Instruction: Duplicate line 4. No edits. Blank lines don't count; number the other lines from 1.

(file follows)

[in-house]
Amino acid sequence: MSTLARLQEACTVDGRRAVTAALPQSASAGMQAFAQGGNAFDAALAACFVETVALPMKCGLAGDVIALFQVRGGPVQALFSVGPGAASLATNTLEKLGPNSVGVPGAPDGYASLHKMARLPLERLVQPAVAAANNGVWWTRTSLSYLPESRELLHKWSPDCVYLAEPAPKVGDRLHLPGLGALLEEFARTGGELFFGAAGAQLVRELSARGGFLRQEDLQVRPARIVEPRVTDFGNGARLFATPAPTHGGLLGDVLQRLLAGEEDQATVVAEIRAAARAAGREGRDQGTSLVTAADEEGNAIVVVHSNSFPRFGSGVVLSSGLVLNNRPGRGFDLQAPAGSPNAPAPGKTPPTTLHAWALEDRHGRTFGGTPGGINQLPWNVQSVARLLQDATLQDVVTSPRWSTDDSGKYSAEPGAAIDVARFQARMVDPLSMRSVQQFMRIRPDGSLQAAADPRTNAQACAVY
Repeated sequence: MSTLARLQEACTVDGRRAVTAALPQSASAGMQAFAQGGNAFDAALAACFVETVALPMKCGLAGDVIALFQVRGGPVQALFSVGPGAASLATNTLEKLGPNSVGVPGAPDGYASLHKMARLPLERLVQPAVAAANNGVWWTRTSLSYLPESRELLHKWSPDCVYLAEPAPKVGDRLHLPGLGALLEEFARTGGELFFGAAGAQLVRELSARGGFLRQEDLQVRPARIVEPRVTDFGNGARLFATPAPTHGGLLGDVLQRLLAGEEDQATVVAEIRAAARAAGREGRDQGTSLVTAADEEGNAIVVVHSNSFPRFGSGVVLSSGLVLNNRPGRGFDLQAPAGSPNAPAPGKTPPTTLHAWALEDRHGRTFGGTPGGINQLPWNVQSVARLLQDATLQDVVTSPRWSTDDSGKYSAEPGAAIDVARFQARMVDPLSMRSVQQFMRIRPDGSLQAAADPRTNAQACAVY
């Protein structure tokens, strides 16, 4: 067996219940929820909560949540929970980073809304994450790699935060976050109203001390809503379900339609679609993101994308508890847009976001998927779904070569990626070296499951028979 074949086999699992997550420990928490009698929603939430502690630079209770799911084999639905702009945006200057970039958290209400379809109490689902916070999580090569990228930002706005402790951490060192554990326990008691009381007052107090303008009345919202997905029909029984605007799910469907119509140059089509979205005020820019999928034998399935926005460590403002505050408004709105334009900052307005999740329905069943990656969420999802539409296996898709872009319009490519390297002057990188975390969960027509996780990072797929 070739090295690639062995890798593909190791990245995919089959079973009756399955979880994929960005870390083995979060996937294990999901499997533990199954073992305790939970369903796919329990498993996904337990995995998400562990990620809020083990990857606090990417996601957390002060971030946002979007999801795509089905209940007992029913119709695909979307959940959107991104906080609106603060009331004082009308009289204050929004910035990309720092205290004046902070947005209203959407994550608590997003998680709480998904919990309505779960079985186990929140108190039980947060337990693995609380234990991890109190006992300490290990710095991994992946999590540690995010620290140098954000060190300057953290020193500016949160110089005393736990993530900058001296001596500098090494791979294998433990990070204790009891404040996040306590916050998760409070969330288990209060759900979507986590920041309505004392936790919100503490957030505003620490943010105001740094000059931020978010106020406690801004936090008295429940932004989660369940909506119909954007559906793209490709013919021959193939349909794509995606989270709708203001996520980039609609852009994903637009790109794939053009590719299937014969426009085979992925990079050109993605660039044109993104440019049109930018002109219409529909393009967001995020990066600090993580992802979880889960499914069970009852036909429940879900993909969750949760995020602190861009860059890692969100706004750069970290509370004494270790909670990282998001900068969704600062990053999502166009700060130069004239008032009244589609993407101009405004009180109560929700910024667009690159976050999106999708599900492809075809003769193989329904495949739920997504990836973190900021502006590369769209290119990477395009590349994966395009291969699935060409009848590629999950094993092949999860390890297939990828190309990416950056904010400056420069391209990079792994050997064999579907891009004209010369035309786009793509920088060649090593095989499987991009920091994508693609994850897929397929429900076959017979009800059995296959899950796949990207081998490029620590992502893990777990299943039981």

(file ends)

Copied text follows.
């Protein structure tokens, strides 16, 4: 067996219940929820909560949540929970980073809304994450790699935060976050109203001390809503379900339609679609993101994308508890847009976001998927779904070569990626070296499951028979 074949086999699992997550420990928490009698929603939430502690630079209770799911084999639905702009945006200057970039958290209400379809109490689902916070999580090569990228930002706005402790951490060192554990326990008691009381007052107090303008009345919202997905029909029984605007799910469907119509140059089509979205005020820019999928034998399935926005460590403002505050408004709105334009900052307005999740329905069943990656969420999802539409296996898709872009319009490519390297002057990188975390969960027509996780990072797929 070739090295690639062995890798593909190791990245995919089959079973009756399955979880994929960005870390083995979060996937294990999901499997533990199954073992305790939970369903796919329990498993996904337990995995998400562990990620809020083990990857606090990417996601957390002060971030946002979007999801795509089905209940007992029913119709695909979307959940959107991104906080609106603060009331004082009308009289204050929004910035990309720092205290004046902070947005209203959407994550608590997003998680709480998904919990309505779960079985186990929140108190039980947060337990693995609380234990991890109190006992300490290990710095991994992946999590540690995010620290140098954000060190300057953290020193500016949160110089005393736990993530900058001296001596500098090494791979294998433990990070204790009891404040996040306590916050998760409070969330288990209060759900979507986590920041309505004392936790919100503490957030505003620490943010105001740094000059931020978010106020406690801004936090008295429940932004989660369940909506119909954007559906793209490709013919021959193939349909794509995606989270709708203001996520980039609609852009994903637009790109794939053009590719299937014969426009085979992925990079050109993605660039044109993104440019049109930018002109219409529909393009967001995020990066600090993580992802979880889960499914069970009852036909429940879900993909969750949760995020602190861009860059890692969100706004750069970290509370004494270790909670990282998001900068969704600062990053999502166009700060130069004239008032009244589609993407101009405004009180109560929700910024667009690159976050999106999708599900492809075809003769193989329904495949739920997504990836973190900021502006590369769209290119990477395009590349994966395009291969699935060409009848590629999950094993092949999860390890297939990828190309990416950056904010400056420069391209990079792994050997064999579907891009004209010369035309786009793509920088060649090593095989499987991009920091994508693609994850897929397929429900076959017979009800059995296959899950796949990207081998490029620590992502893990777990299943039981």